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Next-Generation Cancer Treatment


Expanding by 53,000 square feet, Willis-Knighton will be among the first in the world to provide a new type of radiation therapy


The diagnosis of cancer can be devastating. Once the decision is made to fight the cancer, the Willis-Knighton Cancer Center is the choice for local innovative care, thanks to its quest to seek and acquire leading-edge technology and services with constant attention to improving patient care for the community. This patient-centered approach has led to incredible growth since it opened in 2000. In the past decade the Cancer Center has logged more than half a million patient encounters, and the numbers continue to increase.

This phenomenal growth has spurred expansion of the Cancer Center and its services. The three story, 53,000-square-foot expansion, an investment of some $40 million, will provide the physicians and patients with additional chemotherapy suites, medical office space, expansion of patient support services and a new proton therapy center. Willis-Knighton’s firm financial foundation as well as the foresight of its administration and board of trustees has allowed for the expansion and the purchase of this cutting edge technology.

Greater Access to Care

Michael Moore, MD, medical oncologist, has seen the dramatic growth over the years. “The new addition will allow patients more rapid and complete access to new therapies and additional clinical protocols, greatly enhancing the patient experience,” he says.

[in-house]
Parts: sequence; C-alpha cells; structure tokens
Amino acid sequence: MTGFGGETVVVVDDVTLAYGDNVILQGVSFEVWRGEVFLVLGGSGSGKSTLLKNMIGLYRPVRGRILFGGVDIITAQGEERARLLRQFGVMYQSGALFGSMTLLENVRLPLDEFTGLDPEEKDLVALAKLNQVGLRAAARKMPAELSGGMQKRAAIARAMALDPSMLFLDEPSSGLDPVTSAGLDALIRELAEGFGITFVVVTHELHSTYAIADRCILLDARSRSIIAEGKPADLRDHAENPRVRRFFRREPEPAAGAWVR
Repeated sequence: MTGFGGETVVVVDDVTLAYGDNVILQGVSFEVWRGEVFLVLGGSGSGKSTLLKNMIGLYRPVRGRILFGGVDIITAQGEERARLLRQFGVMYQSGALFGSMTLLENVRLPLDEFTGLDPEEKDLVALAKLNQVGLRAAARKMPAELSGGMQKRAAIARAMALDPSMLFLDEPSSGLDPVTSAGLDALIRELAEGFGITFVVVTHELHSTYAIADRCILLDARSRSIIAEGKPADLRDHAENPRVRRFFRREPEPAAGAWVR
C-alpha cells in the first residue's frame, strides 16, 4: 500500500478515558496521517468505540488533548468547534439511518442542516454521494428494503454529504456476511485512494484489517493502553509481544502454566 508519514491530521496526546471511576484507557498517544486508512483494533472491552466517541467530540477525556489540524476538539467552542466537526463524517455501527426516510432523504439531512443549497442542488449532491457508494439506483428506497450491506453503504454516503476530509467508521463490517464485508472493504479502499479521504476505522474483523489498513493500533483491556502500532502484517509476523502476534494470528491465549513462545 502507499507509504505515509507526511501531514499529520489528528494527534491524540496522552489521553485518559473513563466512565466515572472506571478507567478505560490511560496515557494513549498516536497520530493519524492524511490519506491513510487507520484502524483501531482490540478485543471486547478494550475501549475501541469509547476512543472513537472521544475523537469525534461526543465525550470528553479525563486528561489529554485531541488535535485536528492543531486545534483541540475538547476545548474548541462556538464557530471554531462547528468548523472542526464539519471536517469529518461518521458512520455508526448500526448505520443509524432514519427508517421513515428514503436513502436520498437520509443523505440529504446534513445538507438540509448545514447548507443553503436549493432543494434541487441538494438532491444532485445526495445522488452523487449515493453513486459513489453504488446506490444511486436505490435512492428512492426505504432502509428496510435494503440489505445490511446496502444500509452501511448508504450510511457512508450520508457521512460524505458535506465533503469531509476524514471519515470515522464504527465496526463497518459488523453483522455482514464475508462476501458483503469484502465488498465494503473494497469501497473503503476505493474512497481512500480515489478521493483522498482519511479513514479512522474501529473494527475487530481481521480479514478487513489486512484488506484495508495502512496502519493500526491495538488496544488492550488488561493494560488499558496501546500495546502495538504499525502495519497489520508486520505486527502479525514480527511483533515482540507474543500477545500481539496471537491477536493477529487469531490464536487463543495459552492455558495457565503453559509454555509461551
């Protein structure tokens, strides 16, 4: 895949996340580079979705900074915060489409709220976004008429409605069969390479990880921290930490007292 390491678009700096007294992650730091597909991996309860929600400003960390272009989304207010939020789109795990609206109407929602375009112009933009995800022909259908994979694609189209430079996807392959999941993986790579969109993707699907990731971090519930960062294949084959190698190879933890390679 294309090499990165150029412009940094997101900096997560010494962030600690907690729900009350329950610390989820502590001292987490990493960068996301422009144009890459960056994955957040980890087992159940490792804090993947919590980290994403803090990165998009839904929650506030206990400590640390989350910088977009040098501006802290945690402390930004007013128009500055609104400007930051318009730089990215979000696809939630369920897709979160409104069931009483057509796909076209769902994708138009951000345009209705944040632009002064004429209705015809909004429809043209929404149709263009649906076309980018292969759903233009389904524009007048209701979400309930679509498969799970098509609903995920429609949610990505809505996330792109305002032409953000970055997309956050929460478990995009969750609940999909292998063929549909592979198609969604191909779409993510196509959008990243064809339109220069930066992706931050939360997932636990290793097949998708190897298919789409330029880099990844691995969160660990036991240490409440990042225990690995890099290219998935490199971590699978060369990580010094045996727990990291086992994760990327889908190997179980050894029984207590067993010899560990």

The expansion also allows for the enlargement of Hematology/Oncology Associates, the clinic where Dr. Moore is a partner, as well as other oncology specialties like gynecologic oncology. This additional capacity, particularly added space for chemotherapy suites, will allow the physicians to treat more patients in a comfortable, attractive environment. To further enhance the patient experience, patient support services will also expand with additional capacity for social services such as patient/family counseling and support groups, nutritional assistance from a registered dietitian, and the Caddo-Bossier Cancer Foundation League, an organization that offers assistance with such needs as transportation, lodging and personal items to patients being treated at the Cancer Center.

The Next Step

One of the most exciting additions will be an innovative form of radiation treatment: proton therapy. “Next-generation radiation therapy” is the motto for Radiation Oncology Services, the radiation oncology group at Willis-Knighton Cancer Center. Lane Rosen, MD, director of radiation oncology for the center, is a founder of that group, which includes physicians and radiation physicists. They were among the first in the world to offer intensity modulated radiation therapy (IMRT), a specialized form of 3-D therapy, and later to pioneer the use of TomoTherapy. These doctors recognized that if they were to continue to offer patients the best cancer care available, proton therapy was the next logical step.


“Adding proton therapy coincides with the substantial growth of the entire cancer center,” says Willis-Knighton President and CEO James K. Elrod. “The demand for these services necessitates the expansion, and we are pleased to be able to provide them. Willis-Knighton is committed to providing the most contemporary therapy to patients who have entrusted us with their care.”